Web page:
A study published in Psychological Bulletin has said what a majority of us have always been thinking: the notion of perfection can be debilitating and for many, contributes to anxiety and depression especially in these glass-bowl times.
When we say glass bowl, it’s evident in the way we post glamorous snippets of our lives (a vacation, new belongings, a new look, etc) with the intention to inform, but as the Internet audience continues to evolve, it can be taken as the way we are ‘supposed’ to live, and how it’s open for viewing for all poses a problem.
The study found that along with this selective information sharing culture, children and young adults are now “more obsessed than ever” with perfection than previous generations were.
This report said that the authors of the study first reviewed prior studies on perfectionism, broadly defined as “as a combination of excessively high personal standards and overly critical self-evaluations.”
They also conducted their own study among 41,641 American, Canadian, and British college students between 1989 and 2016. They found that ‘perfectionism’ increased over time, and it’s at its worst in the United States.
There are multiple dimensions to the phenomenon, the authors said, including self-oriented perfectionism, which is the pressure one puts on oneself to be perfect; socially prescribed perfectionism, the pressure one feels from society to be perfect, and other-oriented perfectionism, the pressure one puts on others to be perfect.
The research presented three reasons for this shift: the rise of neoliberalism, increasingly anxious and controlling parents, and the increasing power of meritocracy.
“[N]eoliberalism and its doctrine of meritocracy have combined to shape a culture in which everybody is expected to perfect themselves and their lifestyles, by striving to meet unrealistic achievement standards,” the study stated.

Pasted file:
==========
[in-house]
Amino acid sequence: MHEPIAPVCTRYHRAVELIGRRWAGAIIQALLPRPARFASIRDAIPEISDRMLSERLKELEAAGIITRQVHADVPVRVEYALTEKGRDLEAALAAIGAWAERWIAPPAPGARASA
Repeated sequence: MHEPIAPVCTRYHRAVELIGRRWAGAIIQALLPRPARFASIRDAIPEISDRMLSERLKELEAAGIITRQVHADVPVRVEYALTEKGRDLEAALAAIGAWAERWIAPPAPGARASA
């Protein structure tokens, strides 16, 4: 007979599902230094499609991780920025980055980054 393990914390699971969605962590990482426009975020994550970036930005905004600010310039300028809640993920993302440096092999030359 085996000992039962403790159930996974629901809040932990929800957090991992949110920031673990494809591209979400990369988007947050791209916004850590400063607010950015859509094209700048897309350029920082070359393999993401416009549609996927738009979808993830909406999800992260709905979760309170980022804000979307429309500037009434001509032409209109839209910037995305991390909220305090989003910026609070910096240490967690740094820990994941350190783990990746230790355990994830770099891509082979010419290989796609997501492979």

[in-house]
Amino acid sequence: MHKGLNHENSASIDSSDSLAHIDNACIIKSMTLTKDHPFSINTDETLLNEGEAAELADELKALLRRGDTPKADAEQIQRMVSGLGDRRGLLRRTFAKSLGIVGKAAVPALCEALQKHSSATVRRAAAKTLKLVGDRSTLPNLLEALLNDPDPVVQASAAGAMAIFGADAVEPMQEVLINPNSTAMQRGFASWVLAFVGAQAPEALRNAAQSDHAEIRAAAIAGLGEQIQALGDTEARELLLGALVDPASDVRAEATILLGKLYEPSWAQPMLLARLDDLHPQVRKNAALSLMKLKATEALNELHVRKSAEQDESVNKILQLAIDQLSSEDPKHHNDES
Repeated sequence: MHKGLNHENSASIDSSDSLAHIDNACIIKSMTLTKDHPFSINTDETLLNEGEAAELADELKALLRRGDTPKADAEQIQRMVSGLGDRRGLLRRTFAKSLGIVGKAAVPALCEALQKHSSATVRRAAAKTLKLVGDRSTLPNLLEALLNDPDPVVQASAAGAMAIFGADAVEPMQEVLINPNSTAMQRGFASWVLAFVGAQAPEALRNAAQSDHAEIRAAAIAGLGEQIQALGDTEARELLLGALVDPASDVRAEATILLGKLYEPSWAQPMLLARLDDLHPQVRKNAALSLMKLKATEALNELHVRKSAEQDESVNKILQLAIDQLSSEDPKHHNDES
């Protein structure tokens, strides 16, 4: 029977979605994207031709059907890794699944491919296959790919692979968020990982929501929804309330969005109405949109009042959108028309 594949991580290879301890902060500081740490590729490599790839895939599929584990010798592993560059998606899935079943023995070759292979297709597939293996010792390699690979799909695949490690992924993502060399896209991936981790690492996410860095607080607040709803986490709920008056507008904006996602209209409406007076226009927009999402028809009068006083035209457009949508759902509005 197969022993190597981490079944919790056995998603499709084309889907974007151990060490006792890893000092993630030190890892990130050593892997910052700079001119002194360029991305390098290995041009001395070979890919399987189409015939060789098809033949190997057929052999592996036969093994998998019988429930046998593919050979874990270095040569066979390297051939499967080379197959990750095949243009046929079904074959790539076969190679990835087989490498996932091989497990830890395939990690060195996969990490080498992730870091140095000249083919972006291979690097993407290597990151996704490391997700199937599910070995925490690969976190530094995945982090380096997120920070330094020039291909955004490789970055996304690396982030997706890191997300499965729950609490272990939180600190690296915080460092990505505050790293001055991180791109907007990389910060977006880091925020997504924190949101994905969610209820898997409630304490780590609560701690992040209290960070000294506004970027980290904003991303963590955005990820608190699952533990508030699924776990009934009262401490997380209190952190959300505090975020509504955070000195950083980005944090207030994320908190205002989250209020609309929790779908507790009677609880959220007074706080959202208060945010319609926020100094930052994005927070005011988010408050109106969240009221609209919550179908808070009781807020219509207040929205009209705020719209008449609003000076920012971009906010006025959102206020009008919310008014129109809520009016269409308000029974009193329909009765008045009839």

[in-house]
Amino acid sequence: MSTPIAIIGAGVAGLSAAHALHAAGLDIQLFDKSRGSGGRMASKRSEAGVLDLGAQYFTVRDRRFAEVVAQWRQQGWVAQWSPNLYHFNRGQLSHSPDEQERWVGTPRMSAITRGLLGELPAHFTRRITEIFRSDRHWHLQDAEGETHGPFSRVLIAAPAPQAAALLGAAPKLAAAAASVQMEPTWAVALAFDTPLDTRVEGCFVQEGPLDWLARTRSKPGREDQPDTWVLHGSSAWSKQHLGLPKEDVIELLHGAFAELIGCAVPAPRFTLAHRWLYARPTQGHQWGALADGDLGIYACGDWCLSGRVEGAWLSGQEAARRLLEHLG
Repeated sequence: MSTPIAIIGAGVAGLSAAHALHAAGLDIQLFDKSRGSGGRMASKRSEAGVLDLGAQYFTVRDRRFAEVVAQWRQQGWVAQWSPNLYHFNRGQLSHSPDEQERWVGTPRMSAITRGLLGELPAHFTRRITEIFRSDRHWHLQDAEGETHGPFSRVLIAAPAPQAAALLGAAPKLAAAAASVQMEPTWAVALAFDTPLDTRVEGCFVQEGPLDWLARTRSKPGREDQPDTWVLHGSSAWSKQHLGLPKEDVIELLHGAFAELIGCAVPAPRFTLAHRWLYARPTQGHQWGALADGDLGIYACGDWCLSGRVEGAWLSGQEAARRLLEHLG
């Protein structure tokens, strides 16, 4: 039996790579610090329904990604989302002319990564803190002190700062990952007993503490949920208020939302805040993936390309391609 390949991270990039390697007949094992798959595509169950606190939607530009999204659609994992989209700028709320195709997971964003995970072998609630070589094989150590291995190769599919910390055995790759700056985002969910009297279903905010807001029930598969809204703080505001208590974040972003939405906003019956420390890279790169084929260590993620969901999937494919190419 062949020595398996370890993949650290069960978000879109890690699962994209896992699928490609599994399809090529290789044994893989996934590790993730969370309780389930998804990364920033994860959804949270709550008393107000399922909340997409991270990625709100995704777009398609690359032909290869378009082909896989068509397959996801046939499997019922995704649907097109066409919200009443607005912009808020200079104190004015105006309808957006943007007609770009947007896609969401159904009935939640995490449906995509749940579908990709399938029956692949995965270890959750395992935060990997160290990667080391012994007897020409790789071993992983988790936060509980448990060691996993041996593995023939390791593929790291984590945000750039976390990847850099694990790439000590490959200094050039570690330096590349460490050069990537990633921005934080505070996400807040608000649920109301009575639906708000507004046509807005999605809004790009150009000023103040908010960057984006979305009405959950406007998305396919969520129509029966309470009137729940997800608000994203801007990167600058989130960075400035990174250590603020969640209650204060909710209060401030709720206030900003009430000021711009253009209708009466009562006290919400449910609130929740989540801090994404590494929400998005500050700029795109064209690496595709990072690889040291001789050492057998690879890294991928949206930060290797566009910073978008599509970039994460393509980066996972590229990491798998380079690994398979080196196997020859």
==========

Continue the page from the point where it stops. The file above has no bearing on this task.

“For parents, this new culture confers an additional burden. On top of their own duty to succeed, they are also responsible for the successes and failures of their children.”
Clinical psychologist Dr. Barbara Greenberg, who specializesin family and relationship issues, agrees that social media is another factor in the phenomenon.
“These people grew up being constantly evaluated on social media,” she points out.
Striving for these varying notions of perfection has led to increased depression and anxiety among college-age and even younger respondents.
“Research among college students and young people, for example, has found self-oriented perfectionism to be positively associated with clinical depression, anorexia nervosa, and early death,” the study authors said.
“It is also associated with greater physiological reactivity (e.g., elevated blood pressure) and ill-being (e.g., negative affect) in response to life stress and failure.” There is even a link with suicidal ideation.
Couple self-imposed notions of perfection with society’s, and the problem gets even deeper.
“Socially prescribed perfectionism predicted increases in depressive symptoms and suicide ideation over time, but to a much greater degree,”according to the study.
A separate analysis found that socially prescribed perfectionism was positively related to a range of psychological disorders and symptoms of disorders, which included social phobia, body dissatisfaction, bulimia nervosa, and suicide ideation, and had the greatest relationship between other dimensions of perfectionism and depression and anxiety.
“When you are constantly under a literal and figurative microscope — the microscope being social media — of course you are going to become more self-conscious,” says Dr. Greenberg.
“When self-consciousness and perfectionism increase, anxiety and depression increase as well. They go hand in hand,” she says, supporting the study.
“The things that kids post on Instagram and Snapchat are celebratory moments,” Dr. Greenberg says. “They post moments of when they are having fun or when they are looking good. They could take hundreds of selfies before they post one on Instagram.”
Rarely will people post moments where they aren’t dolled up or being the star of the show.
“People look at it, and say ‘Oh wow, their life looks so good!”” says Greenberg, and for many, they feel as if they have to live up to it.
Dr. Greenberg adds that ‘perfectionism’ is a “problematic concept.”
“I think when young people are motivated, that’s a wonderful thing. But motivation and perfectionism are not interchangeable. They are two very different concepts, and unrelated.” “All I have seen come out of it [perfectionism]is anxiety and depression. Perfectionism is laden with anxiety. You’re chasing after something very elusive, and of course it leads to problems, because nobody can be perfect and nobody should be perfect.”